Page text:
When the third season premiere of Psych [USA, Fridays, 10/9C] airs this evening, pseudo-psychic Shawn Spencer [James Roday] is going to be thrown for a loop in ways he never anticipated. First, off, his best and partner in the Psych detective agency, Gus [Dule´ Hill] is basically given the choice of staying with the agency and losing his highly remunerative day job, or keeping his day job and quitting Psych. Second, his mother, Madeline [Cybill Shepherd] is in town – and his father [Corbin Bernsen] knew she was coming. To further complicate matters, the CEO [Christopher McDonald] of the company where Gus works has a haunting problem – the kind of case that only Shawn and Gus can handle.
As in Psych’s lead-in, Monk, this evening’s case isn’t the primary focus of the ep – The Ghost in You. Sharp-eyed viewers will notice something unusual in the way that Shawn’s investigative scenes are shot that is integral to the case’s solution. But what really matters in the way that Shawn’s relationship with his father is challenged by the arrival of Madeline – but her impact isn’t just on the Spencer men.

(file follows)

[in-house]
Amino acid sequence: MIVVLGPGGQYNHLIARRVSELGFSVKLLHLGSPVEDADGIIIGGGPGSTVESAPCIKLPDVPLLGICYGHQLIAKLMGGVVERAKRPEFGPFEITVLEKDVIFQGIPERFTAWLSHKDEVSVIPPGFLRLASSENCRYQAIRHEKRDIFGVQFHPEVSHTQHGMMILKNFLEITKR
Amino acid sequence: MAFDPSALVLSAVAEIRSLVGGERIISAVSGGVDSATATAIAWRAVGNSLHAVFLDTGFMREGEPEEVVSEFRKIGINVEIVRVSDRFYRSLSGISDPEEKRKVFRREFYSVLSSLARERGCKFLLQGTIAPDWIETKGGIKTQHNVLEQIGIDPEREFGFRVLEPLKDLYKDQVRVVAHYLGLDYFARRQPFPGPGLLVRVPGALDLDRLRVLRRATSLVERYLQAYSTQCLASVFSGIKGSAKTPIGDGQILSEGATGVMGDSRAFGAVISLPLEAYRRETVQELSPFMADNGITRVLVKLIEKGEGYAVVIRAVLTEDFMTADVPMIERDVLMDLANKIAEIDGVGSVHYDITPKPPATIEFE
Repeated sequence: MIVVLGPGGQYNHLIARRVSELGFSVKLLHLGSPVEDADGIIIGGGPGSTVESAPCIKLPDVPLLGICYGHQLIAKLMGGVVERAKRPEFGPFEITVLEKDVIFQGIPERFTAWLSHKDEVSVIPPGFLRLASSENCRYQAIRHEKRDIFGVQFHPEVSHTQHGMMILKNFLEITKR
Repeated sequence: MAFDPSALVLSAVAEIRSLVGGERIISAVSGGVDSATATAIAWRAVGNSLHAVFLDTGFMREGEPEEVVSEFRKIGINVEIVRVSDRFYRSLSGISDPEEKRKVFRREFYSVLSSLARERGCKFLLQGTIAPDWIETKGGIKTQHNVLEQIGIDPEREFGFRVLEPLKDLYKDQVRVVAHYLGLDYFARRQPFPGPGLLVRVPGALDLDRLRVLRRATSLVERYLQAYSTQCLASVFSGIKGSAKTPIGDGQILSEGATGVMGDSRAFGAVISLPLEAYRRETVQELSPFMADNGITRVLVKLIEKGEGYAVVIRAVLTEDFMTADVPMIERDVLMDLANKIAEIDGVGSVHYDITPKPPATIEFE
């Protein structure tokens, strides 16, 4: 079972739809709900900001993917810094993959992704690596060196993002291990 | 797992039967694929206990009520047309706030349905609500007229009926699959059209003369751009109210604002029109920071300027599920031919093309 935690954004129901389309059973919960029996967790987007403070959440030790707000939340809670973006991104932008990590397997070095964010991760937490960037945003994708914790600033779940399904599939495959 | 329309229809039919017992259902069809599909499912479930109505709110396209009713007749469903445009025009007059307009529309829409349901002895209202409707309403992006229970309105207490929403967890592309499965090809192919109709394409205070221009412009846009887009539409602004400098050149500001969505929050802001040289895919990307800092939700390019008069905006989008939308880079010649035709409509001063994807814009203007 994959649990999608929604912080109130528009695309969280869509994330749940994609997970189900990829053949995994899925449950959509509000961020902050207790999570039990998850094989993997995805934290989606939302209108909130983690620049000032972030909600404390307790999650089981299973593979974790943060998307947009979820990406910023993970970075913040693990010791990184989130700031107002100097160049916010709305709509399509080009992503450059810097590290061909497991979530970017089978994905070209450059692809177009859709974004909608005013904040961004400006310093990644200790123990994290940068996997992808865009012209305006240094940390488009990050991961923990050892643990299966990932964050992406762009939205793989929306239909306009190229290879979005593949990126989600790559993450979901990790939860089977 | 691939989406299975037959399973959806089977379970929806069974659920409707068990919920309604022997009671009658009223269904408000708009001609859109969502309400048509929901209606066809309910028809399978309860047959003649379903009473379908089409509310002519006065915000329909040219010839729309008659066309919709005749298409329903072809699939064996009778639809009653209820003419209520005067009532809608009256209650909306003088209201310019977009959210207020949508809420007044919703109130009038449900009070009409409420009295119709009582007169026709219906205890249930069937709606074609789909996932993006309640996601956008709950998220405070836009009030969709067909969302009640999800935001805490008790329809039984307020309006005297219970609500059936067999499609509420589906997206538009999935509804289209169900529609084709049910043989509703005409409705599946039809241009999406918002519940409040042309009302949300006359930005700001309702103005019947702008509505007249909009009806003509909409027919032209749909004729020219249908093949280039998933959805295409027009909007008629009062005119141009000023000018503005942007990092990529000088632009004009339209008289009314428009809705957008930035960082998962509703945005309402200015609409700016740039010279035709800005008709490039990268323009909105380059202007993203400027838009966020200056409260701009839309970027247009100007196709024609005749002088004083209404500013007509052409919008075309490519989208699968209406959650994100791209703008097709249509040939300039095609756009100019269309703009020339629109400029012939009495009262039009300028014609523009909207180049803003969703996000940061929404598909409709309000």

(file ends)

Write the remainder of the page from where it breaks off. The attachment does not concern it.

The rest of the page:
It seems that Madeline is a psychologist who used to work with the police department. She has returned to not only visit Henry and Shawn, but to see if Detective Carlton Lassiter [Tim Omundson] is fit for duty. The sparring between them is quite literally priceless.
While Psych initially seemed like a series based on a gimmick, it has become a dependable source of entertainment because its writers know just when to lay off the shtick and spring a dramatic moment on us. The Ghost in You is no exception. Between trying to figure out how to keep Gus involved in the agency, without getting him fired at this day job – and dealing with the emotional rollercoaster ride that his mother’s surprise [to him] visit produces – as well as the agency’s latest case, we get to see sides of Shawn that we don’t usually see [which ties in, thematically with the Monk premiere that precedes it].
The Ghost in You is a solid ep that allows Roday and Hill to do their Gene Wilder/Richard Pryor of detectives thing to full advantage, while giving the show’s guest and supporting cast an opportunity to add texture and colors to the proceedings. It may because of the unusual shift of focus, but this is one of the best eps of the series, to date.
Final Grade: A-